Post by Owain » Thu Aug 06, 2020 12:14

Truvelo wrote:
Wed Aug 05, 2020 19:11
WHBM wrote:
Wed Aug 05, 2020 18:09
Truvelo wrote:
Wed Aug 05, 2020 17:29
If you turn round on the later footage there is a heavy police presence under the bridge.
Looks like a Russian-style (even in 2020) police check. They always find something wrong eventually. USD 10 to be on your way, USD 20 if a Mercedes/BMW. I understand Bulgaria/Romania are similar. I wonder how much for the Google photo car.
In Slovakia in 2008 I was driving from Bratislava to Hungary. It is less than 10 miles from Bratislava to the border and I didn't think it was worth buying a vignette for such a short distance. Big mistake. A couple of car lengths before the border there was a police checkpoint here looking for vehicles without a vignette. It ended up costing €100. I suspect there must be plenty of drivers who think they can chance it. On the return journey I took the parallel road which isn't tolled.
https://goo.gl/maps/QxAMHJDSMM8XUWfFA
I am still a fugitive in Slovenia after driving on a motorway without realising that a vignette was required. I assumed the signs showing the image of a camera were to remind people to obey the speed limit (how English of me!). It turned out that they were warning drivers about cameras like this, through which I passed on my way back to Italy. Ooops .... it's a good job there wasn't a barrier!

It was a day of general numptiness. First, I managed to put a ticket machine out of operation by accidentally inserting my parking ticket into the credit card slot and jamming it up (the instructions were in Slovenian only, without translation into any other European language). The machine fined me €15 for 'losing' my ticket, which I paid in cash because the credit card slot was .... er, jammed up with a parking ticket.

Then I drove to Croatia by mistake.

Croazia per incidente!.jpg

It was on my return to Italy across the narrow part of Slovenia that I committed the vignette transgression. I'd had no intention of driving on any motorways, but unwittingly followed a sign for Trieste that look me onto the A1 for a short distance. Since that day of destruction, I've never been back to either Slovenia or Croatia, but they both looked like very pleasant countries well worth returning to (in a different car).
A steering wheel should be round. Not quartic. Not a triangle. Not a dodecahedron. Not flattened off at one side. A proper circle: :shout: Round!

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Re: European road markings

Post by trickstat » Thu Aug 06, 2020 22:26

Owain wrote:
Thu Jul 30, 2020 14:02
JohnnyMo wrote:
Thu Jul 30, 2020 07:43
I assume it is more an "Irish style" hard shoulder where slow vehicles can pull over and allow traffic to overtake easily. 200m in a tractor at 30km/h will take 20 to 30 seconds easily enough time for traffic to pass.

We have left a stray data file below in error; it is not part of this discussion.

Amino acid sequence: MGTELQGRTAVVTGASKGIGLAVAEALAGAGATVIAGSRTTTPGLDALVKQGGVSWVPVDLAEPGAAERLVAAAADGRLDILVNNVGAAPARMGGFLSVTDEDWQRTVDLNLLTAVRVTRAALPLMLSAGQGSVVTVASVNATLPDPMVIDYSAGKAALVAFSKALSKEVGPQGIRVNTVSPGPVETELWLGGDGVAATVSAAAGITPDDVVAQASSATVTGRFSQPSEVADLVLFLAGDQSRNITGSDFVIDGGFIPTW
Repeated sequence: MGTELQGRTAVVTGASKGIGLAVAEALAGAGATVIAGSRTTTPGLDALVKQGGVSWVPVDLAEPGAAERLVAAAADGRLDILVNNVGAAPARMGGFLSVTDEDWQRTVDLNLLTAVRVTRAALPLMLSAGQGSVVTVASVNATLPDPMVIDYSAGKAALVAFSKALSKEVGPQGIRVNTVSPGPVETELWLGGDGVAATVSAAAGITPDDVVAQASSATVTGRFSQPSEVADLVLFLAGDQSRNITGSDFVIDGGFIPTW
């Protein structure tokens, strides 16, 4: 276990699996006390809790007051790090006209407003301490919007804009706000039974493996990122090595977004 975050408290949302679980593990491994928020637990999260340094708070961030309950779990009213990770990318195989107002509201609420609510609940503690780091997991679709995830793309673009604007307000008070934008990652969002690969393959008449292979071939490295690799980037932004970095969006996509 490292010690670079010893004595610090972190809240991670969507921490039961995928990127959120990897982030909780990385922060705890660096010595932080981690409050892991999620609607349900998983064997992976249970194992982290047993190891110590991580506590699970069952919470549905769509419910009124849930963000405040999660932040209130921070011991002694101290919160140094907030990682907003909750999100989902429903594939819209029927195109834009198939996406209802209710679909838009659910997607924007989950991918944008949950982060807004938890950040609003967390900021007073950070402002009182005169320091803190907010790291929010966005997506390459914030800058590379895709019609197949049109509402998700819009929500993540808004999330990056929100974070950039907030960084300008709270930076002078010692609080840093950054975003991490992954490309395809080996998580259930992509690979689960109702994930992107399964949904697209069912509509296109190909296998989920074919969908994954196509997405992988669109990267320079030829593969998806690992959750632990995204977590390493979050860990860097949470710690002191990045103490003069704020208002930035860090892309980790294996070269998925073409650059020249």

Yes - I think it's a crawler lane, rather than a normal lane + overtaking lane. If so, it's like those that sometimes appear on the right on French autoroutes; you are not supposed to drive in it unless you are a particularly slow vehicle that will struggle to climb the hill, and it can actually be quite dangerous to do so if driving at anything close to the speed limit.

bothar wrote:
Wed Jul 29, 2020 23:24
... The markings on this section worried me a little, given that they drive on the right, as the divider between the two northbound lanes is a much more substantial line than the one between the southbound lane (on the left)...
If you spin the camera around to look at the way that the lane begins, it suggests that normal traffic should stay in the continuous lane rather than move over into the crawler (even if the signage doesn't necessarily suggest that).

As for 'harmonisation', this could almost be Italy.

And this looks like a reason for going to Bulgaria.
This is the view from the Freedom Monument a little way from here:

https://www.google.ie/maps/@42.7483433, ... 312!8i6656

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Re: European road markings

Post by exiled » Mon Aug 10, 2020 12:26

Interesting set up here

https://www.google.co.uk/maps/@50.71290 ... 6656?hl=en

The border runs down the street, and the crossing on rue de la Cittadelle is Belgium, the direction signs are in Belgium's colour scheme, but French versions of the colours and in a French style. The crossings on rue Jules Guesde are very much French.

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Re: European road markings

Post by Nwallace » Tue Aug 11, 2020 00:57

Rue de la citadel is very Belgian!
The traffic Island, the arrows, the bike lanes.

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Re: European road markings

Post by exiled » Tue Aug 11, 2020 08:16

Nwallace wrote:
Tue Aug 11, 2020 00:57
Rue de la citadel is very Belgian!
The traffic Island, the arrows, the bike lanes.

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I like how the municipalities involved have managed to merge both Belgian and French signage, and actually improved both.